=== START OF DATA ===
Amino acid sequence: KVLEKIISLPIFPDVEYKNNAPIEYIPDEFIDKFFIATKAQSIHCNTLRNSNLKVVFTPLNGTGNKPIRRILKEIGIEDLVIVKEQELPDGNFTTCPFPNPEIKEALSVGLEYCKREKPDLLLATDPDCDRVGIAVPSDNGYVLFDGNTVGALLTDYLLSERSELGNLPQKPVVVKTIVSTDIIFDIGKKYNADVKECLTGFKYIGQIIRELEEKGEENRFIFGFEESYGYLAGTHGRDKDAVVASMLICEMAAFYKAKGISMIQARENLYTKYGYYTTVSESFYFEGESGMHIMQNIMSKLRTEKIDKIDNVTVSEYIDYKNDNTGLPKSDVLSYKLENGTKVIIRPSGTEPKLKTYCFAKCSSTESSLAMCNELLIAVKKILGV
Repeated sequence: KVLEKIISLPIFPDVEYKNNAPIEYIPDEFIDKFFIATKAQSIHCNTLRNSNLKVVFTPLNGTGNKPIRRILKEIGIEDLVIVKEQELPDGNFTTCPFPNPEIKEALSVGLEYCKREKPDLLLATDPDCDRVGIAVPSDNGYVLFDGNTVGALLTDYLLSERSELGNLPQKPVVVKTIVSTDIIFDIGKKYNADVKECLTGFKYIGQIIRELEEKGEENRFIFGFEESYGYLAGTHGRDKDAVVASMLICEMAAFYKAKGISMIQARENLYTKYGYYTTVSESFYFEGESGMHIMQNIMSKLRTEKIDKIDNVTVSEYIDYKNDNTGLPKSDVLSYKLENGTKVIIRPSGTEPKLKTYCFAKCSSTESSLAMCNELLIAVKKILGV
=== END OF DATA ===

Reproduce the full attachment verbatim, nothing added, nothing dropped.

Amino acid sequence: KVLEKIISLPIFPDVEYKNNAPIEYIPDEFIDKFFIATKAQSIHCNTLRNSNLKVVFTPLNGTGNKPIRRILKEIGIEDLVIVKEQELPDGNFTTCPFPNPEIKEALSVGLEYCKREKPDLLLATDPDCDRVGIAVPSDNGYVLFDGNTVGALLTDYLLSERSELGNLPQKPVVVKTIVSTDIIFDIGKKYNADVKECLTGFKYIGQIIRELEEKGEENRFIFGFEESYGYLAGTHGRDKDAVVASMLICEMAAFYKAKGISMIQARENLYTKYGYYTTVSESFYFEGESGMHIMQNIMSKLRTEKIDKIDNVTVSEYIDYKNDNTGLPKSDVLSYKLENGTKVIIRPSGTEPKLKTYCFAKCSSTESSLAMCNELLIAVKKILGV
Repeated sequence: KVLEKIISLPIFPDVEYKNNAPIEYIPDEFIDKFFIATKAQSIHCNTLRNSNLKVVFTPLNGTGNKPIRRILKEIGIEDLVIVKEQELPDGNFTTCPFPNPEIKEALSVGLEYCKREKPDLLLATDPDCDRVGIAVPSDNGYVLFDGNTVGALLTDYLLSERSELGNLPQKPVVVKTIVSTDIIFDIGKKYNADVKECLTGFKYIGQIIRELEEKGEENRFIFGFEESYGYLAGTHGRDKDAVVASMLICEMAAFYKAKGISMIQARENLYTKYGYYTTVSESFYFEGESGMHIMQNIMSKLRTEKIDKIDNVTVSEYIDYKNDNTGLPKSDVLSYKLENGTKVIIRPSGTEPKLKTYCFAKCSSTESSLAMCNELLIAVKKILGV